half right face and other drill sergeant sayings
General Military Questions

Half Right Face Explained (& Why Drill Sergeants Say It)

If you are heading off to basic training soon, you need to prepare yourself for some of what you will hear, including “half right face.”

Your drill instructor is not your friend and is not there to give you warm fuzzy feelings. There is no participation trophy for showing up, and you can expect your civilian self will dissolve as you become a soldier.

Boot camp is not the time for tenderness.

While every drill sergeant is a little different with colorful phrases and words, there are some universal truths regarding drill sergeant vernacular.

The point is — you do not move until your drill instructor tells you to move. Usually, they have some interesting ways to command your movements.

Related ArticleHow to Prepare Physically for Navy Boot Camp

What Does Half Right Face Mean?

Half Right Face Explained and other drill instructor sayings
Image: marines.mil

While an “about face” is a complete 180-degree turn left or right, a “half right face” is different depending on your instructions.

For a “half right face,” you turn 45 degrees to the right. If you hear just “right face,” you will turn 90 degrees.

If you are in formation, a half-right face opens up the formation with everyone being shoulder-to-shoulder.

If you hear this command, expect to be chewed out at best. You are probably going to do a whole lot of pushups.

Ultimately, though, you all screwed up badly enough that you got your drill instructor’s full attention. Don’t worry; it builds character.

Half Right Face Origins

While there is no way to pin down the exact origins of the phrase half right face and what it has come to mean, there is a history around the commands while in formation.

When you are in formation with your unit, you are in a line and a column.

Your drill instructors have the job of controlling recruits and teaching them to conform, including (and especially) during drill formations.

In order to get a whole unit of new recruits to run drills correctly, the drill instructor teaches a series of commands. The command includes a precursor, such as right or left, to prime the recruit to know which direction to turn.

The rest of the command then is the action.

The problem is that recruits often make mistakes, and most of the time, the entire unit pays for the error.

Therefore, when you hear “half right face,” it means you are about to have your drill sergeant colorfully “correct” the mistake.

Other Drill Sergeant Sayings and Their Meanings

Drill instructors give clear 'directions'
Image: marines.mil

Several other drill sergeant sayings are unique and colorful.

Also, it is essential to remember a drill sergeant’s responsibility is to create a military unit out of a bunch of civilians. It is not about the individual; it is about the group.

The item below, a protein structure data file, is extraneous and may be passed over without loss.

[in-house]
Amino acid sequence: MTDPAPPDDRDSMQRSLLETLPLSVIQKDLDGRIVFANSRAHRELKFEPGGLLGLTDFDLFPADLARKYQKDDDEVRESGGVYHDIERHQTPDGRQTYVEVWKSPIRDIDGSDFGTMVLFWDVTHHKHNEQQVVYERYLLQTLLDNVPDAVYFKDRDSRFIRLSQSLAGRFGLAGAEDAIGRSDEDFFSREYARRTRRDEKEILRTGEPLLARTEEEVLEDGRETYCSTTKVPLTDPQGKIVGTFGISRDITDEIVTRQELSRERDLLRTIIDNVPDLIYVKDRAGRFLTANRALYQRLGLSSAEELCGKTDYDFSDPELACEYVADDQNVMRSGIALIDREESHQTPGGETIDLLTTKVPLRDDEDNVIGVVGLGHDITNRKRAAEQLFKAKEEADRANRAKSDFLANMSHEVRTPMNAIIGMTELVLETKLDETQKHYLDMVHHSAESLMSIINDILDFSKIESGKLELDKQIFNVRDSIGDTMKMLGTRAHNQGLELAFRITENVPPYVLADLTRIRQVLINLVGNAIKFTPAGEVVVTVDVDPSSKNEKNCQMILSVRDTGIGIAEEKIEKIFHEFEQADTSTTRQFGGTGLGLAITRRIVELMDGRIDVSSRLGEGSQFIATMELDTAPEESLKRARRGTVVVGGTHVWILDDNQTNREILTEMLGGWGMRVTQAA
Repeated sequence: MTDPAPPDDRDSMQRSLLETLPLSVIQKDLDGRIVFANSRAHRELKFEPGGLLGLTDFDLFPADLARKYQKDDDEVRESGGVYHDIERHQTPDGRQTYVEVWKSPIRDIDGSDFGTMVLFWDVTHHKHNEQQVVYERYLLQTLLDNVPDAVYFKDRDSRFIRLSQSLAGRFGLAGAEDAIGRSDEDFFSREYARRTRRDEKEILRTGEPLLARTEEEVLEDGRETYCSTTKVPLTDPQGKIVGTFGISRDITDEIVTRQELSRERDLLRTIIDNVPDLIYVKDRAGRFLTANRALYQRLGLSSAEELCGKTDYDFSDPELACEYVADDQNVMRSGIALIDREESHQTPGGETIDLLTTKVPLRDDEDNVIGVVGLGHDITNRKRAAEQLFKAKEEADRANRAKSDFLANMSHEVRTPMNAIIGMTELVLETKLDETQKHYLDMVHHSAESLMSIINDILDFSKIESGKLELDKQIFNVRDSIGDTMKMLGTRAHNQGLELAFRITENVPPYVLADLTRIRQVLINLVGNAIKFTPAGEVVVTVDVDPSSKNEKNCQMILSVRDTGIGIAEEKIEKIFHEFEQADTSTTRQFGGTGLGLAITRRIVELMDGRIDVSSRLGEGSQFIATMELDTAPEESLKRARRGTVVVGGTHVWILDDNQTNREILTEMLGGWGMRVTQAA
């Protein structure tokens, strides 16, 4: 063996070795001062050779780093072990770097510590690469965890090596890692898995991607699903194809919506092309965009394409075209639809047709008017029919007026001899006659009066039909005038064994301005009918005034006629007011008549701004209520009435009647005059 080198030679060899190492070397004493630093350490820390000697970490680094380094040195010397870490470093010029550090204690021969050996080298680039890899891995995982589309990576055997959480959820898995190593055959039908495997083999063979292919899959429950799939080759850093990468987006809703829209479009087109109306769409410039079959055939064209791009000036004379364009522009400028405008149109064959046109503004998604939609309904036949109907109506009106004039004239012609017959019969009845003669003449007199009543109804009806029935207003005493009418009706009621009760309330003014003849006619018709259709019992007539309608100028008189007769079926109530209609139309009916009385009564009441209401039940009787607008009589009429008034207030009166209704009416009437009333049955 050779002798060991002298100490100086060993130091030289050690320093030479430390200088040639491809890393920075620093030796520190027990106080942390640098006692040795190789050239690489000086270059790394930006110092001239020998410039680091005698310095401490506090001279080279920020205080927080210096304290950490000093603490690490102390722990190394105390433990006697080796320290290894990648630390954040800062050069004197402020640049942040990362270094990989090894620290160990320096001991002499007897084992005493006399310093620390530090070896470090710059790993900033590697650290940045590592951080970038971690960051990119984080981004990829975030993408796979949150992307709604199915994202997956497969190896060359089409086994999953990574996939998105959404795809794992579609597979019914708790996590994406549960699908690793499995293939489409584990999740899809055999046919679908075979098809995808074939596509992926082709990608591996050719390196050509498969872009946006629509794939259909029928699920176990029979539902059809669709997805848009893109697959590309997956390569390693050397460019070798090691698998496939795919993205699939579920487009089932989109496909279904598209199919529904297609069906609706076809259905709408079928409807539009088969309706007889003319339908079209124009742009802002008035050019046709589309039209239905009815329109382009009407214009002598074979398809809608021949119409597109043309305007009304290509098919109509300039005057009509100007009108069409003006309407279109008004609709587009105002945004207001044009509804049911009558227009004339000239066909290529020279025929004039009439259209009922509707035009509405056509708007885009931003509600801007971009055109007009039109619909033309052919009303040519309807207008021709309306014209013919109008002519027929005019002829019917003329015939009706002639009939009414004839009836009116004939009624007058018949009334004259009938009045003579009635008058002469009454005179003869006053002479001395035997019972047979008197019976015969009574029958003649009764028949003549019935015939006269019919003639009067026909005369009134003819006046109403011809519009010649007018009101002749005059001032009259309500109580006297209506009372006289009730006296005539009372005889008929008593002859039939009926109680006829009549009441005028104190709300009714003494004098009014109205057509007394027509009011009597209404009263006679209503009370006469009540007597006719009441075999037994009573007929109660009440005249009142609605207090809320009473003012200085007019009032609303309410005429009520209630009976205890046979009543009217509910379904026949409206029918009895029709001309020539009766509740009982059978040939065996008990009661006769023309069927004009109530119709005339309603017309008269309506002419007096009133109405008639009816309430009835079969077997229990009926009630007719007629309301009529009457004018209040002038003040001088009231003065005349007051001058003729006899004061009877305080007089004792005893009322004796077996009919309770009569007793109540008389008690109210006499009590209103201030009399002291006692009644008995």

It is vital to understand your role in bringing your ‘A’-game and not letting your unit down.

‘Don’t Call Me Sir, I Work for A Living!

The phrase, “Don’t call me Sir, I work for a living” meaning depends on the military branch.

However, the general meaning is that drill sergeants are non-commissioned officers, and they had to earn their rank the “hard way.” The implication is that an NCO is different than a commissioned officer.

Some drill sergeants wish to hear sergeant rather than Sir. 

‘Toe The F#$ing Line!’

When you first walk into your barracks, you will notice two lines running down the center of the room.

The lines are a good five feet apart, and the lines create a hallway of sorts down the center of the room.

On either side of the lines are the bunks.

If you are in your barracks, a drill instructor might walk in and holler, “Toe the f#$king line.”

When you hear this command, you need to stop whatever it is you are doing and promptly line up with your toes on the line.

Once lined up, wait for further commands.

Related ArticleMarine Corps Basic Training Guide

Forward-leaning Rest Position

I am going to be honest. You are going to hear the phrase “forward-leaning rest position” a lot. You will never think of pushups the same again.

When you hear this phrase, you will squat down and thrust your feet backward with your arms straight. You are about to do a whole lot of pushups.

The “forward-leaning rest position” command frequently follows the “half right face” command. It means someone messed up, and everyone is going to pay for it.

The good news is, your pushup game will be on point.

Are you eyeballing me?

A quick word of advice here is not to make direct eye contact with your drill sergeant.

If you do, you will likely hear the question, “Are you eyeballing me?” I promise it will be the last time you make direct eye contact with your drill sergeant.

Your best plan of action is to have a dead stare straight ahead. Do not look anywhere unless your instructor tells you where to direct your gaze.

Also, as a follow-up, do not smile at your drill instructor either. They are not your friend. 



Rob V.
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Learn more about the phrase Half Right Face, including why drill sergeants say it, its meaning, its origin, and much more.

Originally posted on 06/06/21

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